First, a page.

# Lorentz Transformation - Clock

• CGM
In summary, the equation relating the time period of a moving clock to that of a stationary clock is t'=yt-((v/c)^2)t.

## Homework Statement

Use the Lorentz Transformation equations to derive the formula relating the time period of a moving clock to that of a stationary clock

X'=y(X-vt)
Y'=Y
Z'=Z
t'=y(t-vx/c^2)

## The Attempt at a Solution

t'=1/sqrt(1-(v/c)^2) . (t-vx/c^2)

CGM said:

## Homework Statement

Use the Lorentz Transformation equations to derive the formula relating the time period of a moving clock to that of a stationary clock

X'=y(X-vt)
Y'=Y
Z'=Z
t'=y(t-vx/c^2)

## The Attempt at a Solution

t'=1/sqrt(1-(v/c)^2) . (t-vx/c^2)

You're almost there. If the clock is at rest in the primed coordinate system, that means that its location as a function of time can be chosen to be $X' = 0$. So using the first equation from your "Relevant equations", you can solve for $x$ in terms of $t$. Plug that into your equation.

stevendaryl said:
You're almost there. If the clock is at rest in the primed coordinate system, that means that its location as a function of time can be chosen to be $X' = 0$. So using the first equation from your "Relevant equations", you can solve for $x$ in terms of $t$. Plug that into your equation.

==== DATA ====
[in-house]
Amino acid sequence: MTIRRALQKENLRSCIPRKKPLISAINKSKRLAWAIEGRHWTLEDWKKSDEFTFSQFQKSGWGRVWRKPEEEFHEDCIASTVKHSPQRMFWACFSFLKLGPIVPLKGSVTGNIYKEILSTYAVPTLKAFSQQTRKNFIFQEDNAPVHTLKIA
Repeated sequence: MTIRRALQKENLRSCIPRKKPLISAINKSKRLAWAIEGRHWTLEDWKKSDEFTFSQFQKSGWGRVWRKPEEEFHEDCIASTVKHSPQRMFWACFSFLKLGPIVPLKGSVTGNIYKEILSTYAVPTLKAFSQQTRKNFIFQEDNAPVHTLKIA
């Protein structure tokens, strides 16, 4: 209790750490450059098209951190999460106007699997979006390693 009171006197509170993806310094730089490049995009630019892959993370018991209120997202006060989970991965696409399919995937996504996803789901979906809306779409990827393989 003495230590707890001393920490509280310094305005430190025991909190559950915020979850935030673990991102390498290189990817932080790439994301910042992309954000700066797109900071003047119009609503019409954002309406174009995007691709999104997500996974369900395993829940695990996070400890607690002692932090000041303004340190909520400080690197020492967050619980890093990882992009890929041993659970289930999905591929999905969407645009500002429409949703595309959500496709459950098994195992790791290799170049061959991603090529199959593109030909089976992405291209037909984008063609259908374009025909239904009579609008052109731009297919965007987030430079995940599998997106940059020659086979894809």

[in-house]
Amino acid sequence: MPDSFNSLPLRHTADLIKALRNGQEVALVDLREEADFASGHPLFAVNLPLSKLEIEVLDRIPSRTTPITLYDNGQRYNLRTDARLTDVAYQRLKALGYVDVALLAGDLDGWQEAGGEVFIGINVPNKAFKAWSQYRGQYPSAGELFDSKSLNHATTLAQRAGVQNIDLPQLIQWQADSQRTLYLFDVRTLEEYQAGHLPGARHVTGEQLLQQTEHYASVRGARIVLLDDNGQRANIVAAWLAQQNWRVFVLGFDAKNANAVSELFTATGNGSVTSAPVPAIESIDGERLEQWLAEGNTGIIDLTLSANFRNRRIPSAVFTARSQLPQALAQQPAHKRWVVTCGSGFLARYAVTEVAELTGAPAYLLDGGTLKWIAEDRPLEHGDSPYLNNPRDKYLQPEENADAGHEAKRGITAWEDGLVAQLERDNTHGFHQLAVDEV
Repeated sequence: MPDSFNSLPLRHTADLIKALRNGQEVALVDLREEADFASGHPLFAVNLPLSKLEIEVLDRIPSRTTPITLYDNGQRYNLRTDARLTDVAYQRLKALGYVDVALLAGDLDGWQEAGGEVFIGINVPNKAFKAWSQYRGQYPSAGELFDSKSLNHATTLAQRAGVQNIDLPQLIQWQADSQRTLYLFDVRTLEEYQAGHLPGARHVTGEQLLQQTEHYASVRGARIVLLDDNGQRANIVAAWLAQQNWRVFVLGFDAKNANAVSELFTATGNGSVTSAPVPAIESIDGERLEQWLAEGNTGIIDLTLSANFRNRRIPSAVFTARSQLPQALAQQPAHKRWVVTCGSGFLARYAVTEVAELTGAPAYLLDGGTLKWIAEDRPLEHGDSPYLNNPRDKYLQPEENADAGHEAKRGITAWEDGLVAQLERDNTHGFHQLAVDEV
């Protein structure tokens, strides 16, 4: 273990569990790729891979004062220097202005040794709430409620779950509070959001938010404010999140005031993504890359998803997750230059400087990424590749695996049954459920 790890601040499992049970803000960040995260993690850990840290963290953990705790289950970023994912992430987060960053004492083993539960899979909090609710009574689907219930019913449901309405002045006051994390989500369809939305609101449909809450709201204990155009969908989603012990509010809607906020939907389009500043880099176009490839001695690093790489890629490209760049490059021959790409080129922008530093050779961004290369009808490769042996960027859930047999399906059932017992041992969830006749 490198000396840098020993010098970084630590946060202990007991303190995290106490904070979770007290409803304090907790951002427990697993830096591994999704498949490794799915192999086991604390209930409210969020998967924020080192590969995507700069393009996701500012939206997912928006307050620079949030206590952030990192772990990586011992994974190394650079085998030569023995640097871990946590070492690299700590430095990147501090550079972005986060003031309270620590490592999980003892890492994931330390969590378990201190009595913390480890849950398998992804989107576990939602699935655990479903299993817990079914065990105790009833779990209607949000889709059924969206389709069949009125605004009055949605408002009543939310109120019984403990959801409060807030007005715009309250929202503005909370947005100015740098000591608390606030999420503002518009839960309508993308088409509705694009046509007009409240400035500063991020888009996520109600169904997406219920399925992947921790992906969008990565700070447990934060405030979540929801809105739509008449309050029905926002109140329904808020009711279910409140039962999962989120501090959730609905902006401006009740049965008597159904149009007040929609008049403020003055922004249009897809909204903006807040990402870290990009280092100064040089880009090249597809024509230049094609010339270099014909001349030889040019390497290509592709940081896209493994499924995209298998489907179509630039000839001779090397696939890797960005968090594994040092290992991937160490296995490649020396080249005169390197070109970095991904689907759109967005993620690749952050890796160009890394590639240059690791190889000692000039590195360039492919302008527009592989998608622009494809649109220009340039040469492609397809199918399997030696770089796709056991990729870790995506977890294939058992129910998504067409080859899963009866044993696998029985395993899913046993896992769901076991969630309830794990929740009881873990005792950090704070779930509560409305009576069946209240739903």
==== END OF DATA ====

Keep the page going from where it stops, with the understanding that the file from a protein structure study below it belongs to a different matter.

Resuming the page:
So, t'=yt?

CGM said:
So, t'=yt?

How did you get that? Take your equation, $t' = \gamma (t - \frac{vx}{c^2})$ and replace $x$ by $v t$.

stevendaryl said:
How did you get that? Take your equation, $t' = \gamma (t - \frac{vx}{c^2})$ and replace $x$ by $v t$.
Never mind I did something silly.
So 0=y(x-vt) => x=vt

t'=y(t-(v/t)^2 . t)

CGM said:
Never mind I did something silly.
So 0=y(x-vt) => x=vt

t'=y(t-(v/t)^2 . t)

I'm afraid you did something silly again. If you start with $t' = \gamma (t - \frac{vx}{c^2})$ and substitute $x=vt$, you get: $t' = \gamma (t - \frac{v^2 t}{c^2})$. Now factor out a factor of $t$ from the right-hand side, and remember what $\gamma$ is.

stevendaryl said:
I'm afraid you did something silly again. If you start with $t' = \gamma (t - \frac{vx}{c^2})$ and substitute $x=vt$, you get: $t' = \gamma (t - \frac{v^2 t}{c^2})$. Now factor out a factor of $t$ from the right-hand side, and remember what $\gamma$ is.
Yes that's what I said, maybe my notation is confusing.

t'=yt-((v/c)^2)t
t'=t(y-(v/c)^2)

Is this the answer or is there more simplification to be done?

CGM said:
Yes that's what I said, maybe my notation is confusing.

t'=yt-((v/c)^2)t
t'=t(y-(v/c)^2)

Is this the answer or is there more simplification to be done?

No, you have the expression

$t' = \gamma (t - (v/c)^2 t)$

Factor out $t$ to get:

$t' = \gamma t (1 - (v/c)^2)$

Now, if you remember what the definition of $\gamma$ is, you can write $1-(v/c)^2 = 1/\gamma^2$

stevendaryl said:
No, you have the expression

$t' = \gamma (t - (v/c)^2 t)$

Factor out $t$ to get:

$t' = \gamma t (1 - (v/c)^2)$

Now, if you remember what the definition of $\gamma$ is, you can write $1-(v/c)^2 = 1/\gamma^2$
Ah yes, I see my mistake. Thank you.

t'=t/y